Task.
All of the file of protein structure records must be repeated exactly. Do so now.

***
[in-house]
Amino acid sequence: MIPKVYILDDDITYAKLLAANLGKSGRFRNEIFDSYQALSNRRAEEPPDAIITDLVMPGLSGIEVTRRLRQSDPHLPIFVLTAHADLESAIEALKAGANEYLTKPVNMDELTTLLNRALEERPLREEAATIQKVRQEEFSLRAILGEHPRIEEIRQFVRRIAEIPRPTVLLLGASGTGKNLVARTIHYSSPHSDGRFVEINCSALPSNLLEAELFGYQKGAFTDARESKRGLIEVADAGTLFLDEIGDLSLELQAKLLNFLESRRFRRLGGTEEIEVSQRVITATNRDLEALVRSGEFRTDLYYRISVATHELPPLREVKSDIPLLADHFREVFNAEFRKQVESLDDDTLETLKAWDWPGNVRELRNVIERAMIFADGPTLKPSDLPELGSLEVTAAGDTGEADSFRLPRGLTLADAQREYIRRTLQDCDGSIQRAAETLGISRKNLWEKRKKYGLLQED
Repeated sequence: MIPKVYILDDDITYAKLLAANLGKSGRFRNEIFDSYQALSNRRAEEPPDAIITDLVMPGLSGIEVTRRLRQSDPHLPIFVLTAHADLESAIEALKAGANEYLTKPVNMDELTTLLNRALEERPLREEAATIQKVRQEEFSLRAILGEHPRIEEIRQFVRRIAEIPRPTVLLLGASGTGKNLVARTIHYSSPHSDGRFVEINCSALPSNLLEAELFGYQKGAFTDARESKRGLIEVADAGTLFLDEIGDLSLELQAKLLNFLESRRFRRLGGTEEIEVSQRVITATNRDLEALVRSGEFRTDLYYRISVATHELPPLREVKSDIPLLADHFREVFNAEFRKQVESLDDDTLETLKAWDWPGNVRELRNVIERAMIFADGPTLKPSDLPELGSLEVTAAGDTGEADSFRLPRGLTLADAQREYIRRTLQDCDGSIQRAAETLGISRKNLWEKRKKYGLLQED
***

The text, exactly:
[in-house]
Amino acid sequence: MIPKVYILDDDITYAKLLAANLGKSGRFRNEIFDSYQALSNRRAEEPPDAIITDLVMPGLSGIEVTRRLRQSDPHLPIFVLTAHADLESAIEALKAGANEYLTKPVNMDELTTLLNRALEERPLREEAATIQKVRQEEFSLRAILGEHPRIEEIRQFVRRIAEIPRPTVLLLGASGTGKNLVARTIHYSSPHSDGRFVEINCSALPSNLLEAELFGYQKGAFTDARESKRGLIEVADAGTLFLDEIGDLSLELQAKLLNFLESRRFRRLGGTEEIEVSQRVITATNRDLEALVRSGEFRTDLYYRISVATHELPPLREVKSDIPLLADHFREVFNAEFRKQVESLDDDTLETLKAWDWPGNVRELRNVIERAMIFADGPTLKPSDLPELGSLEVTAAGDTGEADSFRLPRGLTLADAQREYIRRTLQDCDGSIQRAAETLGISRKNLWEKRKKYGLLQED
Repeated sequence: MIPKVYILDDDITYAKLLAANLGKSGRFRNEIFDSYQALSNRRAEEPPDAIITDLVMPGLSGIEVTRRLRQSDPHLPIFVLTAHADLESAIEALKAGANEYLTKPVNMDELTTLLNRALEERPLREEAATIQKVRQEEFSLRAILGEHPRIEEIRQFVRRIAEIPRPTVLLLGASGTGKNLVARTIHYSSPHSDGRFVEINCSALPSNLLEAELFGYQKGAFTDARESKRGLIEVADAGTLFLDEIGDLSLELQAKLLNFLESRRFRRLGGTEEIEVSQRVITATNRDLEALVRSGEFRTDLYYRISVATHELPPLREVKSDIPLLADHFREVFNAEFRKQVESLDDDTLETLKAWDWPGNVRELRNVIERAMIFADGPTLKPSDLPELGSLEVTAAGDTGEADSFRLPRGLTLADAQREYIRRTLQDCDGSIQRAAETLGISRKNLWEKRKKYGLLQED